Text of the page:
• Polyester is probably the most common fabric found in fast-fashion stores. From handbags to leggings, hoodies to blouses, nearly everything has some polyester in it. Although the textile tested better than nylon and acrylic it still has a large environmental impact and you should avoid it as best as you can. Polyester’s poor sustainability is due to the fact that it is produced from the non-renewable resource polyethylene terephthalate, the same material that is used to produce plastic bottles (McMahon, “Polyester”). Additionally, it is not biodegradable, the production process requires a relatively large amount of water and has high damages to human health, ecosystem quality and resources.

After Your Purchase

A large part of the environmental impact for any garment is the consumer’s use, and fortunately you have a great deal of control over this. Limiting how frequently you do laundry to limit water use, and always ensuring you have a full load and natural detergent is a good first step. If possible hang your clothes to dry to reduce energy consumption. (See other tips for best laundry practices, here). Take good care of your clothes to ensure their longevity and try to mend them, rather than throw them away. Find a good tailor near you to modify thrift-store finds, and support a local business in the process.  Finally, when it’s time to say goodbye to those pieces that have reached the end of their life, make sure to get rid of them in a sustainable way. For more information on responsible donation practices and textile recycling options, read our blog post here.

Following these tips, checking the labels of the clothes you buy, and purchasing pieces that are made to last, will lessen your environmental impact, but it will also go beyond that. It can change your relationship with your wardrobe. When I started altering my buying habits I thought that it would require a trade-off that would force me to give up my style to be more sustainable. Instead I found the opposite. When I let go of fast fashion I stopped following trends so closely and began to truly define my personal style. I was more attentive in my purchases, buying pieces that I felt reflected my style and would be timeless in my wardrobe and I started loving my clothes even more because of it. There’s truly no reason not to bring sustainability into your style.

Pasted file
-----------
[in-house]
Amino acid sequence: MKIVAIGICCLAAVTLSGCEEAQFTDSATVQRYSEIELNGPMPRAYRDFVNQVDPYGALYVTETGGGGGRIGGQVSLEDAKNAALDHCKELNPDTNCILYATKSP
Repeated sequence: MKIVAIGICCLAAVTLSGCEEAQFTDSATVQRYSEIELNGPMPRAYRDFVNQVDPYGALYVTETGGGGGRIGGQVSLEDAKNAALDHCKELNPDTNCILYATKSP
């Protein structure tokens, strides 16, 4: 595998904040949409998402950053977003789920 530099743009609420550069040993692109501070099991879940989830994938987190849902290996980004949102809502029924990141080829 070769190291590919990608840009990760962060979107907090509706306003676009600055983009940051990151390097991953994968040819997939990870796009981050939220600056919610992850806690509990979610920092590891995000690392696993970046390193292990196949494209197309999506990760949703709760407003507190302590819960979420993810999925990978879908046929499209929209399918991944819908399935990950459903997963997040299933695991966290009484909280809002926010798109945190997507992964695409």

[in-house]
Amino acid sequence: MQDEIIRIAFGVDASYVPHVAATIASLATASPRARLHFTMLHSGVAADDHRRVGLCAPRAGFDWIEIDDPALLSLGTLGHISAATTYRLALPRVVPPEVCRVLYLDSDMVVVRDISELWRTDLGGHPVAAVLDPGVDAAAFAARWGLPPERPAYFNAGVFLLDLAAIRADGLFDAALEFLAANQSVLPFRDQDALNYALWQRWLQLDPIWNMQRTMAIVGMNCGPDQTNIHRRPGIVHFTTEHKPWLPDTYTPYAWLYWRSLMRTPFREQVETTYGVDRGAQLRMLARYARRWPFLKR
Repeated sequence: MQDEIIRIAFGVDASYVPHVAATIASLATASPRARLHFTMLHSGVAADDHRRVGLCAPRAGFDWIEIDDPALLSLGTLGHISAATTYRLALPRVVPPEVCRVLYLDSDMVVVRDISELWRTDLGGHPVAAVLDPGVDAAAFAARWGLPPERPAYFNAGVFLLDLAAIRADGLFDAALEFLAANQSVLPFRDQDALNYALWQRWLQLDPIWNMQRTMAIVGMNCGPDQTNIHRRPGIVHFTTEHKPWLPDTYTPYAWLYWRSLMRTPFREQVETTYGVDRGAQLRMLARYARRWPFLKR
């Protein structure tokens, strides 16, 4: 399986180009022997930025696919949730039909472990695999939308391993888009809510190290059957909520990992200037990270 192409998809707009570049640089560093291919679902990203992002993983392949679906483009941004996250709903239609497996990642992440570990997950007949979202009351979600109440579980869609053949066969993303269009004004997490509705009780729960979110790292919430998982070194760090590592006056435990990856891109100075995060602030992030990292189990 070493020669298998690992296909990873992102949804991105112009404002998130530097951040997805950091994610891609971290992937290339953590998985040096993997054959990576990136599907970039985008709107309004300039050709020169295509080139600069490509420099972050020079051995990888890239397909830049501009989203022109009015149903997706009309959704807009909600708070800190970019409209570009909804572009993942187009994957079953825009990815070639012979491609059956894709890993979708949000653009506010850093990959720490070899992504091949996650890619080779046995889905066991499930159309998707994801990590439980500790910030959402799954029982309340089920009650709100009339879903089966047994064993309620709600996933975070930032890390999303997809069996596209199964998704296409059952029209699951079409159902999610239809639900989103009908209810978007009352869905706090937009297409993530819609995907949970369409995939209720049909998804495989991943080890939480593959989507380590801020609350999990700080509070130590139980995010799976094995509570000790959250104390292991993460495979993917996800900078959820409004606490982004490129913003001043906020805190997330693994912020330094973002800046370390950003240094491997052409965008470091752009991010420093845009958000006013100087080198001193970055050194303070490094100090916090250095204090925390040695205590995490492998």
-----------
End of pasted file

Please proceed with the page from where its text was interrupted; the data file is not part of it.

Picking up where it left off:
1. “Acrylic Fibres - manmade artificial fibres.” Textile School, www.textileschool.com/articles/87/acrylic-fibres-manmade-artificial-fibres. Accessed 15 March, 2018.
  2. The Editors of Encyclopedia Britannica. “Linen.” Encyclopedia Britannica, www.britannica.com/technology/linen. Accessed 16 March, 2018.
  3. McMahon, Mary. “What is Nylon?” wiseGEEK, 11 March, 2018, www.wisegeek.com/what-is-nylon.htm#comments. Accessed 16 March, 2018.
  4. McMahon, Mary. “What is Polyester?” wiseGEEK, 28 Feb. 2018, www.wisegeek.org/what-is-polyester.htm. Accessed 16 March, 2018.
  5. Muthu, Subramanian Senthilkannan, Y. Li, J.Y. Hu, P.Y. Mok. “Quantification of Environmental Impact and Ecological Sustainability for Textile Fibres.” Ecological Indicators, Volume 13, Issue 1, 2012, pages 66-74.
  6. Viscose Market - Global Industry Analysis, Size, Share, Growth, Trends, and Forecast 2017 - 2025.” Transparency Market Research, www.transparencymarketresearch.com/viscose-market.html. Accessed 15 March, 2018.
  7. “Viscose Rayon.” Swicofil, www.swicofil.com/products/200viscose.html. Accessed 16 March, 2018.